Automaker Product Liability Lawsuit Over Seat Belts Can Proceed: Court
The U.S. Supreme Court has ruled that plaintiffs can pursue product liability lawsuits against automakers that used lap-only seatbelts, despite federal regulations designating the design as meeting minimum safety standards.
The decision, handed down on February 23, will allow a wrongful death lawsuit against Mazda Motor Corp. to move forward, and could also open the door for personal injury lawsuits against other car manufacturers.
The ruling may also impact other cases where manufacturers claim that they should be immune from liability because the design of their products met minimum federal safety standards in place at the time.
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The case involved a lawsuit was brought by the family of Thanh Williamson, who died in a 2002 auto accident while riding in a 1993 Mazda minivan that was only equipped with lap restraints in the rear seat. The lawsuit claimed that Mazda’s design was defective because it did not include lap-and-shoulder seat belts for the rear seats.
Mazda argued that because the design met federal vehicle safety standards at the time, which only required lap seat belts, the company should be shielded from liability lawsuits; an argument known as preemption.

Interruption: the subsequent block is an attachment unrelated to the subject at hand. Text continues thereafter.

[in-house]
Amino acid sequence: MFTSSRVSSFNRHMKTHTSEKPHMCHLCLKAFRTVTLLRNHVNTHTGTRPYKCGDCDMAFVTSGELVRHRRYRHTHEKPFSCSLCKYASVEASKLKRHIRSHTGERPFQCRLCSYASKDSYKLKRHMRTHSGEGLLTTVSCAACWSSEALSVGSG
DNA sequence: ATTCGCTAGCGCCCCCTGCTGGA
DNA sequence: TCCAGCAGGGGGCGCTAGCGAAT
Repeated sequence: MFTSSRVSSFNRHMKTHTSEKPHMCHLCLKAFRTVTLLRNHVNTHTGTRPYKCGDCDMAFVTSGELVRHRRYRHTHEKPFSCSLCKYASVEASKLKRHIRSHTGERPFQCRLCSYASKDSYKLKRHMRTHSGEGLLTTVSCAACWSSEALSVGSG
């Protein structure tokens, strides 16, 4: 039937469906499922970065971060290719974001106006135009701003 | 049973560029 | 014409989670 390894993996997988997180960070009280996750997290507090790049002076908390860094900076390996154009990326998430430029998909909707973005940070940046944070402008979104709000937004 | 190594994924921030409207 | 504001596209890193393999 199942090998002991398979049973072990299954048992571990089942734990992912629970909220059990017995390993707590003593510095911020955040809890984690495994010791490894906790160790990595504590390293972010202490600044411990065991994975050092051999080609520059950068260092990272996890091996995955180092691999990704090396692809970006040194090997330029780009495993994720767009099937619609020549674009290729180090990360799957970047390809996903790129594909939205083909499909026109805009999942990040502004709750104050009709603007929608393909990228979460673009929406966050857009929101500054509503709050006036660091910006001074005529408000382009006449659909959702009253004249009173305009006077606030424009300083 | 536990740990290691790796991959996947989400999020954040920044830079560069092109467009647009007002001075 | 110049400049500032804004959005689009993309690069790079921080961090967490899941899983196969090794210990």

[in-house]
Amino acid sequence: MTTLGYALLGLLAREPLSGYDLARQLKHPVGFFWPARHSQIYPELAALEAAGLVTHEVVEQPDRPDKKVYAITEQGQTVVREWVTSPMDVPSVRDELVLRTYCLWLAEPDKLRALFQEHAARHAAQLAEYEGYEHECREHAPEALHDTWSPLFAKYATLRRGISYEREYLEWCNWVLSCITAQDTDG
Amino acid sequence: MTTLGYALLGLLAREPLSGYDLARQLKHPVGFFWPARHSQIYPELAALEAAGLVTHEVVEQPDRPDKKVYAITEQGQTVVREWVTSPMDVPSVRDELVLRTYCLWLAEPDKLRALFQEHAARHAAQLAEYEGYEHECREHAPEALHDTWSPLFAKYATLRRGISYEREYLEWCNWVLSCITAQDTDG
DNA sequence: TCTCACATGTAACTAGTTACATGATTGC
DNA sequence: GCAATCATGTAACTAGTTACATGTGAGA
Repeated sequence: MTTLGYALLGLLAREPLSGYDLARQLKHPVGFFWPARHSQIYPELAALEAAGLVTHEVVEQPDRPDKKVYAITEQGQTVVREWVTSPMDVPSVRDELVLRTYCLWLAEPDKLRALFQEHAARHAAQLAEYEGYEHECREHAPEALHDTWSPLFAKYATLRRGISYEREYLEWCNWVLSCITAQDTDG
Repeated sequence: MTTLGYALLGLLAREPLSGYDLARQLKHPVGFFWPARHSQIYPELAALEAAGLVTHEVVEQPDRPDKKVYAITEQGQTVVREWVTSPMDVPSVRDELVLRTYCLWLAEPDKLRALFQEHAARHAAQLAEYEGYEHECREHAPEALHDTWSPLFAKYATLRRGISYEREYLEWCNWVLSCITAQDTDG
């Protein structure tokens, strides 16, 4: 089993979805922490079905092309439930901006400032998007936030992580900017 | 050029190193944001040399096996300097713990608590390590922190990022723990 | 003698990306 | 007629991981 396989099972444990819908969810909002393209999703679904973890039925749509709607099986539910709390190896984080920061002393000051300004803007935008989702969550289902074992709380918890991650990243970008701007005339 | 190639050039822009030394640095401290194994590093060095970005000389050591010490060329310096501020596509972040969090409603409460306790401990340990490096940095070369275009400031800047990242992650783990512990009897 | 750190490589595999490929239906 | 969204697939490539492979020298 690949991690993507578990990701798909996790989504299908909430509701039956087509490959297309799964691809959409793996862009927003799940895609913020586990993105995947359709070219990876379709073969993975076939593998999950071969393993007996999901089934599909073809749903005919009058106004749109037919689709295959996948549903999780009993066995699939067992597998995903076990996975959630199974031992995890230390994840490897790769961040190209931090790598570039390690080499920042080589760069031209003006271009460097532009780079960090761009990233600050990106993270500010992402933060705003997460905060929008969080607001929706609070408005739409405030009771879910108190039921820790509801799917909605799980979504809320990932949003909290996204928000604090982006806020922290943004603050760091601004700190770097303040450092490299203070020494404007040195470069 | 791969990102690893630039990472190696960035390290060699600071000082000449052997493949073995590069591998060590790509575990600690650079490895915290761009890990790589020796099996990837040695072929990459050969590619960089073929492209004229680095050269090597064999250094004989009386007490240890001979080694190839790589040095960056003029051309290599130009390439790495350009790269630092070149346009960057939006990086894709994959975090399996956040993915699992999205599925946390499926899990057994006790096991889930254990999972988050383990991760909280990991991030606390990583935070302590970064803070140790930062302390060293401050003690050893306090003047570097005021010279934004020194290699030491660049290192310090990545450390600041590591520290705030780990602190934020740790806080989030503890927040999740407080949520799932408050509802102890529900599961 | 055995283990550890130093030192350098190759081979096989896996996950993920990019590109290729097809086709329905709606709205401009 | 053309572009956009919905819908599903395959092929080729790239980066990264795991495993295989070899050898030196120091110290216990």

In a unanimous decision, Supreme Court justices rejected that argument and the opinion written by Justice Stephen Breyer points out that regulators actively encouraged automakers to go beyond the lap restraints, even though they weren’t required. Justice Breyer said that lower courts, who ruled on behalf of Mazda, interpreted an earlier 2000 U.S. Supreme Court decision restricting lawsuits against car companies that did not supply airbags too broadly.
Some legal experts say that the decision could push the auto industry away from meeting the bare minimum safety standards and more towards using the best available safety technology. The argument that better safety technology exists, but is not being widely used by car manufacturers is a regular complaint in a number of car product liability lawsuits; particularly in SUV rollover accident claims.
The decision also means that the industry may face exposure to more product liability lawsuits on behalf of victims of car accidents who suffered injuries because vehicles were only used lap belts in some seats.
Because of last week’s decision, the Williamson family is clear to pursue their lawsuit against Mazda. The merits of the lawsuit itself will be determined in a lower court.
sandraApril 24, 2012 at 2:40 pm
in May of 2008, my friend rolled her 1998 Nissan Altima I was a passenger in the backseat in which I did have my seat belt on, as the car was flipping the seat belt released me therefore I was loose in the car which caused a broken hip, femur, pelvis, broke neck, also because I was loose in the car and trying to catch my flips my wrist literately snapped in half, I am now recovering from surgery n[Show More]in May of 2008, my friend rolled her 1998 Nissan Altima I was a passenger in the backseat in which I did have my seat belt on, as the car was flipping the seat belt released me therefore I was loose in the car which caused a broken hip, femur, pelvis, broke neck, also because I was loose in the car and trying to catch my flips my wrist literately snapped in half, I am now recovering from surgery number 12 all because my seat belt released me, if the seat belt would of held me like they are suppose to I wouldnt of nearly lost my life 3 times because of it.
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